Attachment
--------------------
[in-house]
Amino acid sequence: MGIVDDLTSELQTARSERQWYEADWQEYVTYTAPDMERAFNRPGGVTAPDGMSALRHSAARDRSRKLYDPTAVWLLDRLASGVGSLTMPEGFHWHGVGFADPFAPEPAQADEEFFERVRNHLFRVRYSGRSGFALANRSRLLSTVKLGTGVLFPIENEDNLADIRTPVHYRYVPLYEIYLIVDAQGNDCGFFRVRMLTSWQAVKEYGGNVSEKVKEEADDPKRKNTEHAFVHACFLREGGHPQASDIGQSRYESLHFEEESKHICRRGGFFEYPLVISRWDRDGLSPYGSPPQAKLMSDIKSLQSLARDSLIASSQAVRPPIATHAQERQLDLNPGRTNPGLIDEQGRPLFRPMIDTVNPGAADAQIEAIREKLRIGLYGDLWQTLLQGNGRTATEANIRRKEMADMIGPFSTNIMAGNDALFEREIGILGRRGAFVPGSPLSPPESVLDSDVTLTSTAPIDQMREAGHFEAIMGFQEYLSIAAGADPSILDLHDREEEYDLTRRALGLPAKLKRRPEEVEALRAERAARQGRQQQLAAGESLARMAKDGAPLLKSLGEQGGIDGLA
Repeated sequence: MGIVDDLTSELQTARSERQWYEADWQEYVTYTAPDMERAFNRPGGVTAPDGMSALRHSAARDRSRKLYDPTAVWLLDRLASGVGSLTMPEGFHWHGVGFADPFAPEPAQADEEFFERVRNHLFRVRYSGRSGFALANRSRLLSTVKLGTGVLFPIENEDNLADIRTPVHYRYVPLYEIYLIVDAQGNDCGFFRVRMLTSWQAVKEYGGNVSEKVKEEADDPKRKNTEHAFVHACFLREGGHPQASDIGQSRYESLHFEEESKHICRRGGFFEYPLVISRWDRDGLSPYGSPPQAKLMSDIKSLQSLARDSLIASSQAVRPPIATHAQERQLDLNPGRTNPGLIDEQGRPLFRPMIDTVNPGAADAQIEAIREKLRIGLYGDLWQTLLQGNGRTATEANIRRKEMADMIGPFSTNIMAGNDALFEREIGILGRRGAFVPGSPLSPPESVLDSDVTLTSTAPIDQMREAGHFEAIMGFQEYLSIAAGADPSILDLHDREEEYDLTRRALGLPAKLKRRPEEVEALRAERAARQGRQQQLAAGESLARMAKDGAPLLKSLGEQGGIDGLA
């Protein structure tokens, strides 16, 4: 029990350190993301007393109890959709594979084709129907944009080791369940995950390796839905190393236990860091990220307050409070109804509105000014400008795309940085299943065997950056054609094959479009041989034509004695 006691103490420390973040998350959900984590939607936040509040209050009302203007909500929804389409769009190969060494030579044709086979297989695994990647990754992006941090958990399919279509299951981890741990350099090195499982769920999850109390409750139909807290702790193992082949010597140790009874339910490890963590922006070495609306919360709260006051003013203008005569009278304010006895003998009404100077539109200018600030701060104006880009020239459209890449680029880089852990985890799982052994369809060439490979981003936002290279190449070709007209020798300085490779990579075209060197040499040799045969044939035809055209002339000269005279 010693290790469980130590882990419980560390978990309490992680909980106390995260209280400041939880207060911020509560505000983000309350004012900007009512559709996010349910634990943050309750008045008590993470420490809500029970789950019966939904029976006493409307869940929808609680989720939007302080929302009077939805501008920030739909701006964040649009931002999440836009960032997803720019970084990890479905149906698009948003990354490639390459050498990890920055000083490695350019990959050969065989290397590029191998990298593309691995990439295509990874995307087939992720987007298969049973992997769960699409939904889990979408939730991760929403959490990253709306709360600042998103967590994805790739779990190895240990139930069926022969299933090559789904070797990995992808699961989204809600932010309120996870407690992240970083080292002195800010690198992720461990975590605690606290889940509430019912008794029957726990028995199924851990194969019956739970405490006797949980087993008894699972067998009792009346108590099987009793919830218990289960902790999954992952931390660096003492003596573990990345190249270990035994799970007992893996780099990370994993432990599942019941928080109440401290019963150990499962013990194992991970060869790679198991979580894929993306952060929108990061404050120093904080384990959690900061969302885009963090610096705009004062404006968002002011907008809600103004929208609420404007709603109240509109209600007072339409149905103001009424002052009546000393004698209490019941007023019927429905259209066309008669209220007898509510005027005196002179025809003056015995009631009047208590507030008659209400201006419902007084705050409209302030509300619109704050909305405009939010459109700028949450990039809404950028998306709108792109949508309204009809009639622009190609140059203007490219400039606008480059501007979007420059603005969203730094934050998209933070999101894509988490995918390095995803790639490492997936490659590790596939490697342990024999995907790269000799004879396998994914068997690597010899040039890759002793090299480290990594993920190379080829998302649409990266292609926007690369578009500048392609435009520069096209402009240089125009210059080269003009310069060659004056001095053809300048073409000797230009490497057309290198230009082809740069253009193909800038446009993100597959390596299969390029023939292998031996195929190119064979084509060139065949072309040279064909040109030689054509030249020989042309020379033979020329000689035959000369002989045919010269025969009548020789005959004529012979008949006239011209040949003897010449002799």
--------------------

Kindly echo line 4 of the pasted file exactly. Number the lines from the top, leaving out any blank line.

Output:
């Protein structure tokens, strides 16, 4: 029990350190993301007393109890959709594979084709129907944009080791369940995950390796839905190393236990860091990220307050409070109804509105000014400008795309940085299943065997950056054609094959479009041989034509004695 006691103490420390973040998350959900984590939607936040509040209050009302203007909500929804389409769009190969060494030579044709086979297989695994990647990754992006941090958990399919279509299951981890741990350099090195499982769920999850109390409750139909807290702790193992082949010597140790009874339910490890963590922006070495609306919360709260006051003013203008005569009278304010006895003998009404100077539109200018600030701060104006880009020239459209890449680029880089852990985890799982052994369809060439490979981003936002290279190449070709007209020798300085490779990579075209060197040499040799045969044939035809055209002339000269005279 010693290790469980130590882990419980560390978990309490992680909980106390995260209280400041939880207060911020509560505000983000309350004012900007009512559709996010349910634990943050309750008045008590993470420490809500029970789950019966939904029976006493409307869940929808609680989720939007302080929302009077939805501008920030739909701006964040649009931002999440836009960032997803720019970084990890479905149906698009948003990354490639390459050498990890920055000083490695350019990959050969065989290397590029191998990298593309691995990439295509990874995307087939992720987007298969049973992997769960699409939904889990979408939730991760929403959490990253709306709360600042998103967590994805790739779990190895240990139930069926022969299933090559789904070797990995992808699961989204809600932010309120996870407690992240970083080292002195800010690198992720461990975590605690606290889940509430019912008794029957726990028995199924851990194969019956739970405490006797949980087993008894699972067998009792009346108590099987009793919830218990289960902790999954992952931390660096003492003596573990990345190249270990035994799970007992893996780099990370994993432990599942019941928080109440401290019963150990499962013990194992991970060869790679198991979580894929993306952060929108990061404050120093904080384990959690900061969302885009963090610096705009004062404006968002002011907008809600103004929208609420404007709603109240509109209600007072339409149905103001009424002052009546000393004698209490019941007023019927429905259209066309008669209220007898509510005027005196002179025809003056015995009631009047208590507030008659209400201006419902007084705050409209302030509300619109704050909305405009939010459109700028949450990039809404950028998306709108792109949508309204009809009639622009190609140059203007490219400039606008480059501007979007420059603005969203730094934050998209933070999101894509988490995918390095995803790639490492997936490659590790596939490697342990024999995907790269000799004879396998994914068997690597010899040039890759002793090299480290990594993920190379080829998302649409990266292609926007690369578009500048392609435009520069096209402009240089125009210059080269003009310069060659004056001095053809300048073409000797230009490497057309290198230009082809740069253009193909800038446009993100597959390596299969390029023939292998031996195929190119064979084509060139065949072309040279064909040109030689054509030249020989042309020379033979020329000689035959000369002989045919010269025969009548020789005959004529012979008949006239011209040949003897010449002799």